The PIL, filed by a fishing community member, K Saravanan, said these lands were not the ones originally identified for the project, and that at present land acquisition was being carried out at a site that was rejected in favour of a different location.

No committee either visited the spot for identification of the two sites, or submitted a feasibility report, he said, adding, “The clearance for the captive port as well as the power plant is under challenge before the National Green Tribunal (southern bench)”.

Noting that he was not against the power project in Tamil Nadu, Saravanan said coal-fired thermal power plants are ‘red’ category industries because of their inherently polluting nature.

Also, the captive port for the project is now proposed to be located in a site rejected by the site selection teams of the state government. Instead of Panaiyur, the team had selected Tharuthazhalaiyur to locate the port, he said.

The area between the villages which is being acquired for the captive port is covered with sand dunes and is eco-sensitive, the PIL said, adding, “This beachfront is used perennially for a range of fishing-related activities. Locating a port and a 3-lakh tonne coal storage yard at this location would harm the health of local communities, disrupt livelihoods and disturb the coastal ecology.”

Cheyyur power project trips over environmental clearance

The Rs 24,200-cr coastal project has run into trouble because of differing views on its threat to local ecology

The government’s attempt at reviving investor interest in its flagship Ultra Mega Power Projects (UMPP) scheme after a four-year lull is headed south – quite literally. One of the two such newly-announced projects in Cheyyur village, 96 kilometre south of Chennai in Tamil Nadu, has been engulfed in a controversy spanning economic, social and ecological domains. With the National Green Tribunal last month restraining the authorities from awarding the Rs 24,200 crore project, the future hints at a long-drawn battle between the protesting local inhabitants and the project proponent, Power Finance Corporation (PFC), which arranges clearances before such projects are bid out to companies.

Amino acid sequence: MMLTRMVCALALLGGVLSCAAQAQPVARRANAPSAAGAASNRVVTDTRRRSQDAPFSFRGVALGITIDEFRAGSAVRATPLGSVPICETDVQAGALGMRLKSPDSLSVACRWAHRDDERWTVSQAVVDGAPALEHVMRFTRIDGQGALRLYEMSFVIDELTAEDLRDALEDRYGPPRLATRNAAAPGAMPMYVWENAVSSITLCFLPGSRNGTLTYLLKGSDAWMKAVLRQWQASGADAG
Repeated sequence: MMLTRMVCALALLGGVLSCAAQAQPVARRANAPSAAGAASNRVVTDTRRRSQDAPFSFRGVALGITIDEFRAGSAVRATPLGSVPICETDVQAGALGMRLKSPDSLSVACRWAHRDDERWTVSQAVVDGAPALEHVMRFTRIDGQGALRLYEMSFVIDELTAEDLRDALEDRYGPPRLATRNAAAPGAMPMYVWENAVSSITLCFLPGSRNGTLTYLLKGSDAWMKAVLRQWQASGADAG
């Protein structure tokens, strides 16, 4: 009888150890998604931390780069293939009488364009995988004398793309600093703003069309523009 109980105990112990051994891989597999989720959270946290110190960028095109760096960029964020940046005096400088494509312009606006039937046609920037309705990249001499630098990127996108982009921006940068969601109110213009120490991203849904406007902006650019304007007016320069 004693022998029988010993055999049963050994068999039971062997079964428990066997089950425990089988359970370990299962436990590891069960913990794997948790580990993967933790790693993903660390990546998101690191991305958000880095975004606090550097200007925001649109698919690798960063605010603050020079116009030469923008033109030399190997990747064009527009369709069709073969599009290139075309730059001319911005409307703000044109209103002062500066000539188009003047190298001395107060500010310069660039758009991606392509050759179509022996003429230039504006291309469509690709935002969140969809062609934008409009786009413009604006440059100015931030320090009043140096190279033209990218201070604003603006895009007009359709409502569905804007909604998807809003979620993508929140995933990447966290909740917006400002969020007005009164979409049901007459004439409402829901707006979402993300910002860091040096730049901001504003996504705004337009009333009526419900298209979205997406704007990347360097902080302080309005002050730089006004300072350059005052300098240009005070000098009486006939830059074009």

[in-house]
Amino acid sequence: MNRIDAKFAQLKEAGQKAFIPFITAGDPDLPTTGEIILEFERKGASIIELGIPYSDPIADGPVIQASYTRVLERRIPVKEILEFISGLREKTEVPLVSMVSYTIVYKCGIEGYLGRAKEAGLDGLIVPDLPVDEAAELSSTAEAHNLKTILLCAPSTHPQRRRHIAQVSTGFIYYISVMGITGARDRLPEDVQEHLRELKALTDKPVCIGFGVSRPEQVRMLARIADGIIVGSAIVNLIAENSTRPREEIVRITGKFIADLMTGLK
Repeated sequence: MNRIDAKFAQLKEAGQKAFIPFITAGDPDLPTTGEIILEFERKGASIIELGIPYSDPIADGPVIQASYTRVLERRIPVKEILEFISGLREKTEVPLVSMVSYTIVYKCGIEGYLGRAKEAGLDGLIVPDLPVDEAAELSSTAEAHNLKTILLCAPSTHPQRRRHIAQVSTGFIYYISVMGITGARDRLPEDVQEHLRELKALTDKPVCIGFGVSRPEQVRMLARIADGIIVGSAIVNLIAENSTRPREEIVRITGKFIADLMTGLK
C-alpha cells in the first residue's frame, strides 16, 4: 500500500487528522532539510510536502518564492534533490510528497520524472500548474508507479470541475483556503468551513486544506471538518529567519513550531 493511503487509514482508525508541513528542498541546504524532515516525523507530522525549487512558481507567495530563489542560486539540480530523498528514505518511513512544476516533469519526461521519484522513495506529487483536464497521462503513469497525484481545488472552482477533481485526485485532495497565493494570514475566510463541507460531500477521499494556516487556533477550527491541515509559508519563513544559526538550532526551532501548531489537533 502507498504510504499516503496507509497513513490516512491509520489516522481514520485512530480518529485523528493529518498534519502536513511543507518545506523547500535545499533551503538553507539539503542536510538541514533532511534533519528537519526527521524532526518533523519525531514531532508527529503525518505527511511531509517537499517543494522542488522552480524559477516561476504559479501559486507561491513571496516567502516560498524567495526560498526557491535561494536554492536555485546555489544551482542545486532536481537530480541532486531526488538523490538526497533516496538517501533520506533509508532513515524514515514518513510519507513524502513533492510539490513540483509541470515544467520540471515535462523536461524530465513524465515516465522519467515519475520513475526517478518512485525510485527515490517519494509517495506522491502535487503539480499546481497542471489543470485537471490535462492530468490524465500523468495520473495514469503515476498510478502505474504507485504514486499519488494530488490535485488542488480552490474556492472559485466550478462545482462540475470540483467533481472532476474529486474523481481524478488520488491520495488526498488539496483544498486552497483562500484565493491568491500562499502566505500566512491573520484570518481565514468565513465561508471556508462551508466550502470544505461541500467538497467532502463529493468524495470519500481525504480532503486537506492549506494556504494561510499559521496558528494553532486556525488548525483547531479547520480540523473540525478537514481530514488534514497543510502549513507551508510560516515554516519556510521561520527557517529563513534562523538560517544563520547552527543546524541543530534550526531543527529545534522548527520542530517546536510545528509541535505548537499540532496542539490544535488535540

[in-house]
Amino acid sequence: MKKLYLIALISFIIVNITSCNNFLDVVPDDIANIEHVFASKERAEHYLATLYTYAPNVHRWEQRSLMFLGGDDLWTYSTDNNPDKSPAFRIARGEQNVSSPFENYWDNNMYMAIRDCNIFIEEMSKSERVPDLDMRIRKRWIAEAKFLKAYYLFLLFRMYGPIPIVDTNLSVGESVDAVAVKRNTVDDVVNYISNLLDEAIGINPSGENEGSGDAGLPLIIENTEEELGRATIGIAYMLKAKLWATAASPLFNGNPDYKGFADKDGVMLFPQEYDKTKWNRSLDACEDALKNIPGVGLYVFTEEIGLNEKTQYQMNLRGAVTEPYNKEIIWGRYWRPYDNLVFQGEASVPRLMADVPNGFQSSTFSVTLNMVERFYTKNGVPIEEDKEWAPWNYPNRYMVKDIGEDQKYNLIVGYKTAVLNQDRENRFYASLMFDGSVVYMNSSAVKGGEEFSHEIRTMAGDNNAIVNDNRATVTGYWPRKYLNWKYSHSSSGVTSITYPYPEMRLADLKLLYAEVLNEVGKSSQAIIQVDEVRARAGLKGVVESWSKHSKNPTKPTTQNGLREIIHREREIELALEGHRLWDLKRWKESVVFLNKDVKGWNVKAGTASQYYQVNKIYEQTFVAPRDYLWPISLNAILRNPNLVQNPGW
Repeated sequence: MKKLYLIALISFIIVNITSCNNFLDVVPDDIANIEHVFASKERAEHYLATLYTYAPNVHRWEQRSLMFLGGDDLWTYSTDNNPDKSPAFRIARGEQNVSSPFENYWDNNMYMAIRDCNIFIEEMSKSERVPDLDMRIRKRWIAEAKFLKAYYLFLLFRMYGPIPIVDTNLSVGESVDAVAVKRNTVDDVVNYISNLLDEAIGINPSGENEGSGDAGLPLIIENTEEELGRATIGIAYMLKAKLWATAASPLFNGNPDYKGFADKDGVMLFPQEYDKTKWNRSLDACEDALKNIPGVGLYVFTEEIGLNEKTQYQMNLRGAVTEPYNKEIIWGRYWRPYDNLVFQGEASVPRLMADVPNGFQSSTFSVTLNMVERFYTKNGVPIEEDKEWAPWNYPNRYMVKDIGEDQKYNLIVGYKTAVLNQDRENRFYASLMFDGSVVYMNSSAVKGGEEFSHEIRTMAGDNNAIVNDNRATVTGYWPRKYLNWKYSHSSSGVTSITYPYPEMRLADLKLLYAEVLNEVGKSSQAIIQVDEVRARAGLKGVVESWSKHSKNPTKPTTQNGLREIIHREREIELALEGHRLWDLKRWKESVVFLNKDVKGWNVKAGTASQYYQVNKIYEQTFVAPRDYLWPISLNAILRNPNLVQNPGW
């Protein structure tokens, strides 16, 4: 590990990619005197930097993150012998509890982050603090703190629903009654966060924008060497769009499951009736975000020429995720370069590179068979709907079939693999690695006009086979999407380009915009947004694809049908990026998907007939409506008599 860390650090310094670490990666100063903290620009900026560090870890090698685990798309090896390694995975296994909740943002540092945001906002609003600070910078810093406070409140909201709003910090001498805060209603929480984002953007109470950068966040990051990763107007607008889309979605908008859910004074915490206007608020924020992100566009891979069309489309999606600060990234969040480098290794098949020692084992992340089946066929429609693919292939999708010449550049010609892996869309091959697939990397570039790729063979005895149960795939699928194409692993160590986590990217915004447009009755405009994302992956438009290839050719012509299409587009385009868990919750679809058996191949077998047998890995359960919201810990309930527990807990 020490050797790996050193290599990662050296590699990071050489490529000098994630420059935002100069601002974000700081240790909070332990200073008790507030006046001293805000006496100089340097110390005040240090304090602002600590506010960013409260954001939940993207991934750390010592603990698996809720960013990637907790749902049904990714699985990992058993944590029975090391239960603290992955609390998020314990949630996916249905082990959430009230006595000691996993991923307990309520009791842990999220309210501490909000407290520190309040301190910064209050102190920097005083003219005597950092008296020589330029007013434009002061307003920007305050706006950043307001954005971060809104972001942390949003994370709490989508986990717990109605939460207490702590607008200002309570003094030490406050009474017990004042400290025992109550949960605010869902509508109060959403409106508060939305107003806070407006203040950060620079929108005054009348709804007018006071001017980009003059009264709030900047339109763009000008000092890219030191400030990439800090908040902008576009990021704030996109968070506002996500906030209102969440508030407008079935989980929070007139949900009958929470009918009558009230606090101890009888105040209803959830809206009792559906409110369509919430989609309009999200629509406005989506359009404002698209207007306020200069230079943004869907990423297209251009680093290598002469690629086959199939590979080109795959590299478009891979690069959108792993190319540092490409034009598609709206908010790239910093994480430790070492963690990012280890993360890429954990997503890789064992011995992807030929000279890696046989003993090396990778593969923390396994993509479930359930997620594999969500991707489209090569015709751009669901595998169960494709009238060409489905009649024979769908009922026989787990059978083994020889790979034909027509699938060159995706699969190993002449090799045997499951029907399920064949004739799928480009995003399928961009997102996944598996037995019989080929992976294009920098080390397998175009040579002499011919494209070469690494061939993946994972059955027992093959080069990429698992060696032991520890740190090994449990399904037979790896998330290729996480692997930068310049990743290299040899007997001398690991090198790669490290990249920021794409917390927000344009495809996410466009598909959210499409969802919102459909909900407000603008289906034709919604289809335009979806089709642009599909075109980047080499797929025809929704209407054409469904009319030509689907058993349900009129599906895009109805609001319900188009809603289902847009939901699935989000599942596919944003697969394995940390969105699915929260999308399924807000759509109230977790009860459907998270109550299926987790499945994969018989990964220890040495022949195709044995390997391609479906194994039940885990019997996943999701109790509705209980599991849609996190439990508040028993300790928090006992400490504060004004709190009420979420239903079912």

The preliminary work on the Cheyyur UMPP began in 2006 with teams from the Central Electricity Authority, the power ministry’s technical and planning wing, conducting site visits in Cheyyur, one of the four sites identified in the state for a UMPP project. A Special Purpose Vehicle called the…………… Read more: http://www.business-standard.com/article/economy-policy/cheyyur-power-project-trips-over-environmental-clearance-113112001126_1.html